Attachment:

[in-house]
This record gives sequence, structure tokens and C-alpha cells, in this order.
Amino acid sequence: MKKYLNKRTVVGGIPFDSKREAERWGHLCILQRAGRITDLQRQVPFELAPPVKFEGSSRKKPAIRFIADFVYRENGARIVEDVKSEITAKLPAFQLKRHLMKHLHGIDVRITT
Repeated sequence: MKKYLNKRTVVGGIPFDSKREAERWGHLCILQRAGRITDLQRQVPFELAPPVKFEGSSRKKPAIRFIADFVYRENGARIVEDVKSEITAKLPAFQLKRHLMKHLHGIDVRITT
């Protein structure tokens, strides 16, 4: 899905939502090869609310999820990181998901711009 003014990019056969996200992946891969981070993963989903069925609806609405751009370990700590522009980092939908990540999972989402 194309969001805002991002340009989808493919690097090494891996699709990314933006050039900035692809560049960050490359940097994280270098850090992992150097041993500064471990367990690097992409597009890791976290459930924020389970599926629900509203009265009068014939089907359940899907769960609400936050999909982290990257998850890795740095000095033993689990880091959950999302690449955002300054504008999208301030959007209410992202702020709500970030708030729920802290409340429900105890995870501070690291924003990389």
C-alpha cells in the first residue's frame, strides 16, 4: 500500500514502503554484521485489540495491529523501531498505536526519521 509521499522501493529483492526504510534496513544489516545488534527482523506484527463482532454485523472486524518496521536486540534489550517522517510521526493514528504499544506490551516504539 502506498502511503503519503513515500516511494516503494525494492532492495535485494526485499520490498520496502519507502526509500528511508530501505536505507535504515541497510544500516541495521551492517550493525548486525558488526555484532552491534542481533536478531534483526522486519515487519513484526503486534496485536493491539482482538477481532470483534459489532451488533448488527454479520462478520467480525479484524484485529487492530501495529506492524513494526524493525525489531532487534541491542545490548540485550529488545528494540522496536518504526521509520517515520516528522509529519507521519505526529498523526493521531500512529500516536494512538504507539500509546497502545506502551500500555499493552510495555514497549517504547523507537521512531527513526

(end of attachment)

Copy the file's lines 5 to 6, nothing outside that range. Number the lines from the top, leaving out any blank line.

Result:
């Protein structure tokens, strides 16, 4: 899905939502090869609310999820990181998901711009 003014990019056969996200992946891969981070993963989903069925609806609405751009370990700590522009980092939908990540999972989402 194309969001805002991002340009989808493919690097090494891996699709990314933006050039900035692809560049960050490359940097994280270098850090992992150097041993500064471990367990690097992409597009890791976290459930924020389970599926629900509203009265009068014939089907359940899907769960609400936050999909982290990257998850890795740095000095033993689990880091959950999302690449955002300054504008999208301030959007209410992202702020709500970030708030729920802290409340429900105890995870501070690291924003990389």
C-alpha cells in the first residue's frame, strides 16, 4: 500500500514502503554484521485489540495491529523501531498505536526519521 509521499522501493529483492526504510534496513544489516545488534527482523506484527463482532454485523472486524518496521536486540534489550517522517510521526493514528504499544506490551516504539 502506498502511503503519503513515500516511494516503494525494492532492495535485494526485499520490498520496502519507502526509500528511508530501505536505507535504515541497510544500516541495521551492517550493525548486525558488526555484532552491534542481533536478531534483526522486519515487519513484526503486534496485536493491539482482538477481532470483534459489532451488533448488527454479520462478520467480525479484524484485529487492530501495529506492524513494526524493525525489531532487534541491542545490548540485550529488545528494540522496536518504526521509520517515520516528522509529519507521519505526529498523526493521531500512529500516536494512538504507539500509546497502545506502551500500555499493552510495555514497549517504547523507537521512531527513526